In ancient Rome goose liver pâté was highly valued. This French
pâté de foie gras
is enriched with truffles and cranberries.
Lungs were eaten but kidneys were less popular. Brains were a delicacy, Aristotle referring to them as widely eaten and Galen recommending them for health,
but they could be contentious. Pythagoras and his followers avoided brain and heart because of a belief that the souls of the dead could migrate to other creatures, and that these were parts of particular significance to the individual.
However, the modest
appetites of the Pythagorians contrast with the more affluent reaches of ancient Greek society, and even more so with the excesses of Roman gastronomy.
Offal can be a monitor of class distinction. Larks, thrushes, nightingales and flamingos were hunted for Roman emperors for their tongues alone, an example of sumptuous consumption. Seneca remonstrates against the ‘monstrous sybaritic excesses of those who select only certain portions of an animal out of disgust for the rest’.
But this distaste betrays the strength of the Roman appetite for such foodstuffs.
mentions smoked pig’s liver sausages wrapped in caul and bay leaves, and brain forcemeat formed into little dumplings with lovage, oregano, pepper and eggs, bound together with stock. Fish sauce, or
, was made from mackerel intestines fermented over several months, and is similar to the
fish sauce of Southeast Asia.
used so widely that it tended to mask more subtle tastes, part of a wider vogue for concealing the true identity of what was being served. This might in turn be seen as a forerunner of much twentieth-century offal cuisine, in which elaborate sauces were intended to predominate and conceal what lay beneath as if protecting the sensibilities of the diner.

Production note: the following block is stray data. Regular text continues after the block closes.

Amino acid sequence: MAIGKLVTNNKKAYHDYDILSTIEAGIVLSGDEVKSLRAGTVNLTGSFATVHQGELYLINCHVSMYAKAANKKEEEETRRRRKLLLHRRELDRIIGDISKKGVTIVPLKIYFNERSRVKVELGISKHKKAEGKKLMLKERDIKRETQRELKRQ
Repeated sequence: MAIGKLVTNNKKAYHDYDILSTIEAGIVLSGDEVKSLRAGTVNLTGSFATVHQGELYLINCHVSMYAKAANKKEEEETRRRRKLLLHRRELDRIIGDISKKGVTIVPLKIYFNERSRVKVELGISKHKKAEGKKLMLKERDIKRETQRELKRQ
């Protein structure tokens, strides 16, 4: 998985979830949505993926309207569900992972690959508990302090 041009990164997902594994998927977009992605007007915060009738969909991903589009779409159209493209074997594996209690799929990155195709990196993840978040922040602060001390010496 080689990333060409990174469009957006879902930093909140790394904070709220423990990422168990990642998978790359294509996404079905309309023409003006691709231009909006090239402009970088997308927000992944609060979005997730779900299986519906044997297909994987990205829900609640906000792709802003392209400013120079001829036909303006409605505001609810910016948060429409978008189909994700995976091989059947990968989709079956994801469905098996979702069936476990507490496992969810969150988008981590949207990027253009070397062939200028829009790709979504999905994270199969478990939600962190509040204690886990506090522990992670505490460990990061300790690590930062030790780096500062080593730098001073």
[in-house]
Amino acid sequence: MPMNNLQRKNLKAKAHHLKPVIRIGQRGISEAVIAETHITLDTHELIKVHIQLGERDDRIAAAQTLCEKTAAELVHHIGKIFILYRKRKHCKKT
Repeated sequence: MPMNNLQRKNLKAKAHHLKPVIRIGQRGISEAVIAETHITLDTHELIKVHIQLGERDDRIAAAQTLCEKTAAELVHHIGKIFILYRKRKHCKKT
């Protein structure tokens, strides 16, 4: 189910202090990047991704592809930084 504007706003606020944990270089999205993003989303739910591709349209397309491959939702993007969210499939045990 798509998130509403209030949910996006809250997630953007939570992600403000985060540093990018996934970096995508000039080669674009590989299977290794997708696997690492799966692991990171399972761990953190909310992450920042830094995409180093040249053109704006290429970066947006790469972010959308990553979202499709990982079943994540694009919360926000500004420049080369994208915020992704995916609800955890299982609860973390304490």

Stories purporting to describe the behaviour of Emperor Elagabalus, a figure of voluptuous extravagance, portray offal as a symbol of his intemperate appetites. An admirer
, he is said to have eaten ‘camel heels, cockscombs, the tongues of peacocks and nightingales, the brains of flamingos and thrushes . . . and the heads of parrots and pheasants, and the beards of mullets.’
The tongues may have been in part to protect him from plague, but the cockscombs both have rarity-appeal and add the frisson to be gained from slicing the combs from live birds at table. Elagabalus dallied with status by lavishing precious goose liver on his dogs, and for 30 days he is said to have treated his servants to the elevated dish of pregnant sow’s udder, a dish usually kept for high priests and emperors alone. He loved to throw unusual banquets, with slaves and palace servants enjoying prodigious amounts of the viscera of mullet, flamingos and thrushes, the heads of parrots and pheasants, and peacock brains.